Designed by Apple in California

Productivity future vision by Microsoft

What inspires you?

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We recently launched the William Woods University website with the thought that it might be touted as one of the best responsive design college websites. Our guidelines were simple:

1. Authenticity
2. Simplicity
3. Integrity
4. Findability
5. Usability
6. Beauty

How did we do? What do you think?

One of The Best Responsive Design Websites

and in responsive mode

William Woods Responsive Website Design

Visit the responsive website at

Learn more about our responsive website design services.

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Christopher Columbus Statue

Christopher Columbus statue points to horizon

Last Thursday, we had an interesting monthly performance report (ROI) meeting with a client. In that process, we made several observations about traffic downturns on a particular program, which defied the historic trend data. At the same time, there seemed to be an across-the-board decline in leads, which also ran counter to seasonal data for this time of year.

On one hand, one could consider the marketing activity to be a failure. But, with ROI analysis is always best to avoid a snap judgment, given the number of moving parts in any integrated campaign. Life in the marketing fast lane is more complex than ever. So, we began asking more questions.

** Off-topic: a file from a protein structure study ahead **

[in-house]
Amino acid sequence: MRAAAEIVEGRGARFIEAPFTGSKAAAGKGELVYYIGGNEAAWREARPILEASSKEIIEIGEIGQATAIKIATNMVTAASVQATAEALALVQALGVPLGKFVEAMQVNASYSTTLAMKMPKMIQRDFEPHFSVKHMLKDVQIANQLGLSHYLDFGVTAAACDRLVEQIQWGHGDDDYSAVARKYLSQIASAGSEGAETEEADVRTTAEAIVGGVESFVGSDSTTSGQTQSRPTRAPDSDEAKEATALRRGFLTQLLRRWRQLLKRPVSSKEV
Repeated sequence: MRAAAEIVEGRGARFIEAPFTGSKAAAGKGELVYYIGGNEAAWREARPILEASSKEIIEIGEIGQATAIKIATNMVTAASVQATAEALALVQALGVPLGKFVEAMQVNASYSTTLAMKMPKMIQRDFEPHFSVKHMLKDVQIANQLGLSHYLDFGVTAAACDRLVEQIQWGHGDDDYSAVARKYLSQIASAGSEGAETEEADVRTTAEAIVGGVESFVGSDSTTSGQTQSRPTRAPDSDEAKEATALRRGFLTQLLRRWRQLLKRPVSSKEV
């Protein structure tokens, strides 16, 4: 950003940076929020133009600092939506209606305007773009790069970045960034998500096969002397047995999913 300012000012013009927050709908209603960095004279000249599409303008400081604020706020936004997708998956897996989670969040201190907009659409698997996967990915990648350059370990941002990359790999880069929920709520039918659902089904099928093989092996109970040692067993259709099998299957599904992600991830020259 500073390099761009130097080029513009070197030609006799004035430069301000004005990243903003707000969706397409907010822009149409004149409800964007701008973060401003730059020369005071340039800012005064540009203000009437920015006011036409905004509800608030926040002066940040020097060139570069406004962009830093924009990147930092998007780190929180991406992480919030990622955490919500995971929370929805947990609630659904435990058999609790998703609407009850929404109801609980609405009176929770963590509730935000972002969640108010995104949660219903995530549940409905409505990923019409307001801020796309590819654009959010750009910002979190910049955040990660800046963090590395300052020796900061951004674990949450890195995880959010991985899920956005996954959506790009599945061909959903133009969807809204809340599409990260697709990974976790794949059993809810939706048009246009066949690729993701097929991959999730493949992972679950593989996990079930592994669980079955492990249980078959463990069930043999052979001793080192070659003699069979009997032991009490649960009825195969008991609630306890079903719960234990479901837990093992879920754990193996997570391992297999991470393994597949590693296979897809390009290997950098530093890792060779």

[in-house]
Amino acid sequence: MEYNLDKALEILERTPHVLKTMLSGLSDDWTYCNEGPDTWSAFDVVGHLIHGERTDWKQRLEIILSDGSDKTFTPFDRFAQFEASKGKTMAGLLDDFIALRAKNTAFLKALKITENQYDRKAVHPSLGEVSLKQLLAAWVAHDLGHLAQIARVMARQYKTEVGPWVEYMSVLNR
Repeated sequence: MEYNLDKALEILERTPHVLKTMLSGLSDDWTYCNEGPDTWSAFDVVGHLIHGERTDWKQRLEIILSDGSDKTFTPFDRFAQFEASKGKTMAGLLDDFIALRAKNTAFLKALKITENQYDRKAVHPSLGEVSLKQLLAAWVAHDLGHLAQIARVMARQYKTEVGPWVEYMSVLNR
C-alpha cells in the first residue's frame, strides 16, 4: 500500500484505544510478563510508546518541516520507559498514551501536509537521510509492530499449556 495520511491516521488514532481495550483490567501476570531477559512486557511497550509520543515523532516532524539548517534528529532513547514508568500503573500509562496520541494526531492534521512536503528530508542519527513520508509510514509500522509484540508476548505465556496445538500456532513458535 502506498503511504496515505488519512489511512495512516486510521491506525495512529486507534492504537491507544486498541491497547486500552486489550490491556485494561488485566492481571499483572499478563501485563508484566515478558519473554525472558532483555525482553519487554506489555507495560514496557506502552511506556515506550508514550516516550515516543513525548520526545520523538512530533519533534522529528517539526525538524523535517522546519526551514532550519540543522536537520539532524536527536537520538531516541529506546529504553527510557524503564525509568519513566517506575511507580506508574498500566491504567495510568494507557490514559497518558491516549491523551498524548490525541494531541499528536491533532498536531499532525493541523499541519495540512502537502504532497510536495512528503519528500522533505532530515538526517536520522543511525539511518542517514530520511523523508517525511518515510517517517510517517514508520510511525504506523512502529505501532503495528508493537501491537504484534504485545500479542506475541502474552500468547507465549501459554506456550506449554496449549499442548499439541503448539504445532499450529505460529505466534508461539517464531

First, we queried the client to see if they had seen anything similar in their own sales reports. No joy. In fact, it was just the opposite. Sales (based on internal tracking) were generally up over the previous month. Que?

Second, we asked about a recent in-house update to website templates, which may have caused tracking codes to drop off. If that was the cause, it would have resulted in uncounted leads, which could be a possible cause of a seemingly “unexplainable” decline in leads. We’ll work through that line of inquiry in collaboration with the client.

Third, the client announced that they had received an unexpected invoice from their marketing automation provider. Could it be that the data connectivity faucet was turned off for a few days? Also a possibility that needs looking into…

What’s the lesson here? Too often we can get caught up in the rolling and shifting granular data.  And, while the detail is important, it’s also essential to keep our eyes on the horizon. Maintaining a wider perspective avoids tunnel vision that can prevent us from seeing other very important pieces of the marketing ROI puzzle.

So, fellow marketing ROI lovers… Be like Columbus. Keep your sights on the marketing ROI horizon.


It’s simple.

It’s about people, their stories and their relationships.

It’s about compelling storytelling.

It’s about telling stories with great photographs, great videos and intriguing ideas.

If you follow these three guidelines with your social media, you will be very successful.

Learn more about our social media marketing services.